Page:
How to communicate your practice to potential venues and key individual’s
‘Introduction to Part 3’
Most venues, curators, collectors and educational institutions are looking for some standard documentation from artists. It is very important for artist to be able to clearly describe their work and practice through written and photographic documentation.
Many curators will visit an artists website to get a clearer understanding of their art practice.
Basic Artist Promotional Toolbox:
Understand your work
This doesn’t mean that you have to write lengthy descriptions or create in depth verbal explanations. Be able to simply articulate who you are, what you make, why you make it (and you can include where and when if you like!).
Create a mission statement
This should outline what you have to offer as an artist and who your target audience is. It can also contain some future goals for your art practice. This is intended for personal use, to help you understand your professional goals. The document can also be expanded into a full business plan.
Artist Statement/Artist Biography
Your artist statement should tell us ‘the how’ ‘the what’ and ‘the why’ of your art practice. Your artist bio should tell us your story- who you are, how you got to this point and ‘how you view the world’. You need to create a short form and long form for each of these statements. The statements should also be adapted for different venues and specific audiences. You may also want to create additional statements describing a specific exhibitions or series of work.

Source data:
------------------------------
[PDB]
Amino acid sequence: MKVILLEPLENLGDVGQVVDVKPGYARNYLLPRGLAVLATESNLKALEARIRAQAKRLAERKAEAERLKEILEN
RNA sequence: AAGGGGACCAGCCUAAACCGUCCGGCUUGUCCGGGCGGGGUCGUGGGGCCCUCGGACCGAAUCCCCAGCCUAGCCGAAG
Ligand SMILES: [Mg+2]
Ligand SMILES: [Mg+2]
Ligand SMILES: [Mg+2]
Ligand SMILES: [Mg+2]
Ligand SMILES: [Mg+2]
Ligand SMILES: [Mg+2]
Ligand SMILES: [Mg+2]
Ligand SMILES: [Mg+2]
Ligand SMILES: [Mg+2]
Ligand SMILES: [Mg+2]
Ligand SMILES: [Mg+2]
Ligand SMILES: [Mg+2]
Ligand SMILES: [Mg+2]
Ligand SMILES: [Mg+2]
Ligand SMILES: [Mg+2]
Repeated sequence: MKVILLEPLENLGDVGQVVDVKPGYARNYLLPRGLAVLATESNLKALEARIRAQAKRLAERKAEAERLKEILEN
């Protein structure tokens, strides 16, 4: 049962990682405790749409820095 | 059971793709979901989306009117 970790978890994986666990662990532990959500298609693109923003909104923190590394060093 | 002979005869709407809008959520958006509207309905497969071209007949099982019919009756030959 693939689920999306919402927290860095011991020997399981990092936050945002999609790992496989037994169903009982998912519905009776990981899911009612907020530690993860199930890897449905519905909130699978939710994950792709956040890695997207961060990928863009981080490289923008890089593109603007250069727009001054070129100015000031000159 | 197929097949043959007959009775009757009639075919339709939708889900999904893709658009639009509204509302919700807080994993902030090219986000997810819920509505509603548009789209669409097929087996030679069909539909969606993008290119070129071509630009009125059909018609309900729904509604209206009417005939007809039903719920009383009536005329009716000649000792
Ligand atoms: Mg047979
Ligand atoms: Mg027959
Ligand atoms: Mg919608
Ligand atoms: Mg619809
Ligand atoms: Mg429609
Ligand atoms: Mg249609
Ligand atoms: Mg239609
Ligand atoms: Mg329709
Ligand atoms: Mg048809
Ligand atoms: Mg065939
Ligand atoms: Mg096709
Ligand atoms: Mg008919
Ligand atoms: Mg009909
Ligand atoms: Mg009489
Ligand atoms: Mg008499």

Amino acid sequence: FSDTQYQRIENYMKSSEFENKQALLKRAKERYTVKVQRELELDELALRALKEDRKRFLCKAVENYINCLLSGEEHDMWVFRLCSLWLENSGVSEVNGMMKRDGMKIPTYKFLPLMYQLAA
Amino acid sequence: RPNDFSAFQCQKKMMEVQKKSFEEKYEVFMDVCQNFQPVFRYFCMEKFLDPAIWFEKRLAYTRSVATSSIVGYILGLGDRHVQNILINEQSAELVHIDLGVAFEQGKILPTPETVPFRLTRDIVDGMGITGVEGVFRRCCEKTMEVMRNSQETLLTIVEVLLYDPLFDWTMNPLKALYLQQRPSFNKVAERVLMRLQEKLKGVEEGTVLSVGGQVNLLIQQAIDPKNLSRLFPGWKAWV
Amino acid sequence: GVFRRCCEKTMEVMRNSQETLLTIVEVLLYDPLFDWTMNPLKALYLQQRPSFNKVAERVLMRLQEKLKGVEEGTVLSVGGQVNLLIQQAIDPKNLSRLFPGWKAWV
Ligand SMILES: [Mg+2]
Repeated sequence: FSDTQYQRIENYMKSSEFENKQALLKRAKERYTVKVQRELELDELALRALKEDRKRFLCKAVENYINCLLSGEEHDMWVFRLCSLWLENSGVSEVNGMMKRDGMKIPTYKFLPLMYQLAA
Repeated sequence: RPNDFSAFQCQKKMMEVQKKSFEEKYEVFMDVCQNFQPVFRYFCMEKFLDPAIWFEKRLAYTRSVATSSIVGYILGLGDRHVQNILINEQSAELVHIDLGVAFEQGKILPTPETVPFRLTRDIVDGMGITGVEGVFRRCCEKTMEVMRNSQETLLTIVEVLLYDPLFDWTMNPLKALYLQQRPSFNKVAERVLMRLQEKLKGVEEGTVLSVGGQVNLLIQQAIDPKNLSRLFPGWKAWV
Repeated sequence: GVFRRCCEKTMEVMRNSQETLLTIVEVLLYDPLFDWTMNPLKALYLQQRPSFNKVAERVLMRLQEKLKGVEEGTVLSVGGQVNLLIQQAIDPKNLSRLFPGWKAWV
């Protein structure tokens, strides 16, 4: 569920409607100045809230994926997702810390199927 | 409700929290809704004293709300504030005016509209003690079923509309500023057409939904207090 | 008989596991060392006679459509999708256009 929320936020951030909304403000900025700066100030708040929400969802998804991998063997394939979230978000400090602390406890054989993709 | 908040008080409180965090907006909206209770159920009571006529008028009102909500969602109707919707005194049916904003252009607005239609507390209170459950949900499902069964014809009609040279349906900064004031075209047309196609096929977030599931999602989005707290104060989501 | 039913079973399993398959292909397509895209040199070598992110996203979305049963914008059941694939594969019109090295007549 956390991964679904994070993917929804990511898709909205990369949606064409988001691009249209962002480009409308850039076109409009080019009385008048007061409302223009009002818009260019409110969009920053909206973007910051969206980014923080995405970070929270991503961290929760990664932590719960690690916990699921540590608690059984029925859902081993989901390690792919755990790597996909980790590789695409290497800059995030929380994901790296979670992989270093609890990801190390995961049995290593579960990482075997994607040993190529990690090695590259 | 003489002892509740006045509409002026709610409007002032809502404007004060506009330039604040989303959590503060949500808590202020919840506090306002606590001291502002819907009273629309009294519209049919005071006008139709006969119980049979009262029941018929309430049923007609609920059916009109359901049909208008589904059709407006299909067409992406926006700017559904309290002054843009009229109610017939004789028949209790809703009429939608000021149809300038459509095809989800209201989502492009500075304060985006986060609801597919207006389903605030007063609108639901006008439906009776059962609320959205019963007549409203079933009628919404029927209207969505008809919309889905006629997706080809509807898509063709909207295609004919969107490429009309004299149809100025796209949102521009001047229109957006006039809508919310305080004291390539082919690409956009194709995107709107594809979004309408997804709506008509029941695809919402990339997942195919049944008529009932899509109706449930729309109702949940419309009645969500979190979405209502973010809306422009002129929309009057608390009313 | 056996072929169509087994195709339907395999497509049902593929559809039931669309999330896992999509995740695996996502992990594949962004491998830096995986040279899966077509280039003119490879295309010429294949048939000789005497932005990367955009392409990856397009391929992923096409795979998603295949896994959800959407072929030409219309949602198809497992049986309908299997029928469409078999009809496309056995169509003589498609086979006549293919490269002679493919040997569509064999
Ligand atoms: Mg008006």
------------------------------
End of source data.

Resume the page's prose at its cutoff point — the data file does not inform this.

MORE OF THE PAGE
This form of documentation is still required by many granting agencies, and other public and private organizations. Again you will need several versions targeted to specific venues- for example one for use in commercial galleries, one for public galleries, and one for educational institutions. Standard content for Artist CV; Standard Content for Professional Artist CV
Excellent photographic documentation
Keep a master file in a printable, large file size; and a copy in an on-line digital format. Properly label each of your images (I include my name; title; size; medium; year). Create a backup of all of your images that you keep in a different location. Make sure to transform the files into contemporary formats so that you don’t lose access to the information due too an outdated operating systems. Check with local granting agencies and galleries on their preferred size and format for digital images. Be sure to also document your art installed in spaces, at special events and projects in process. Create additional detail shots of all of your work. There are excellent resources for documenting your work available on-line. Learn the pros & cons of watermarking your images for on-line use to prevent theft of your images.
In Person Promotion
Every single art’s professional interviewed for this project stressed the important of in person contact to promote your art practice.